Three Ways to Make a Walk around the Block Educational

Three Ways to Make a Walk around the Block Educational | Toya Games

We all want to fill our children’s lives with rich, educational experiences. But did you know that an activity or outing doesn’t have to be long, involved, or expensive to be educational? A walk around the block can be as educational to your child as a visit to a world-renowned animal park or botanical gardens. It’s all in what you put into it.

Three Ways to Make a Walk around the Block Educational | Toya GamesHere are three ways you can make a simple walk around the block with your child an educational experience that the world’s finest teachers can’t beat.

  • Teach your child to walk with his eyes open. It’s easy to let our eyes run over what we see every day, and go past without really seeing anything. Ask your child questions about what is around him. Can you see any birds from where you are? How many ants do you think we’ll see today? Oh, look at that pretty dandelion growing between the cobblestones. Do you see any more?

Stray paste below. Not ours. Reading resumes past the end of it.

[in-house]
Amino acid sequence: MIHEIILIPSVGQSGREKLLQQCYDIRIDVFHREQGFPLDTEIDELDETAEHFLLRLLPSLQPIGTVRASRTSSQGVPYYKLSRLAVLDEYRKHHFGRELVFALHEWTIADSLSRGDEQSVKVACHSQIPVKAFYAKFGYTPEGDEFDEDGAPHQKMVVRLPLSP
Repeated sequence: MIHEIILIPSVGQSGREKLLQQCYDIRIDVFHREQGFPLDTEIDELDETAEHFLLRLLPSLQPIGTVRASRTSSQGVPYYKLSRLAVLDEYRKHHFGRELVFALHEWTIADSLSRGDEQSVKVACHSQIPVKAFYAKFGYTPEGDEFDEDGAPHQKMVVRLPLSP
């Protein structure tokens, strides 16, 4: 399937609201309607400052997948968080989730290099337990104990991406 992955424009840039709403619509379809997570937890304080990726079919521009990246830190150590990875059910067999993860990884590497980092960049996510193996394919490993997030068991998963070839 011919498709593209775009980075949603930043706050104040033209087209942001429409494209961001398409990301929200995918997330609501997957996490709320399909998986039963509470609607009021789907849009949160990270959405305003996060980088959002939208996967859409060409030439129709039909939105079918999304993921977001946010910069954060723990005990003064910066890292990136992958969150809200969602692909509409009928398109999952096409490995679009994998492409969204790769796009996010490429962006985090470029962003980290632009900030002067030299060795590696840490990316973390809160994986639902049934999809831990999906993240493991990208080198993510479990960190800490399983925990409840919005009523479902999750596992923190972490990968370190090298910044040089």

• Teach your child to be observant. It’s not enough to see a bird—or ant, or dandelion—you want your child to see with the eye of a scientist, or perhaps that of an artist. Encourage him to look deeper than that first identifying glance. Putting it into words can be one way to do this. “Can you tell me what the bird looks like?” “It’s brown, and it has a fat tail, and a funny little beak, and it’s looking everywhere for something to eat.” “You’re right! What do its feet look like?” Continue the conversation as long as you like; the deeper you go, the more your child learns.
  • Set math problems here, there, and everywhere. It’s not only the power of observation and a new appreciation for nature that your child gains on walks outdoors. Math is another area wonderfully suited to walks around the blocks. Ask your child how many more steps you’d have to take to have walked ten, or how many birds would need to fly in to make four. Talk about the shapes you see; rectangles for windows, cylinders for trash cans, or rectangular prisms for box stores are only a few examples.

Educational experiences are out there just waiting for your child—all you need to do is grab them and take advantage of the moment.

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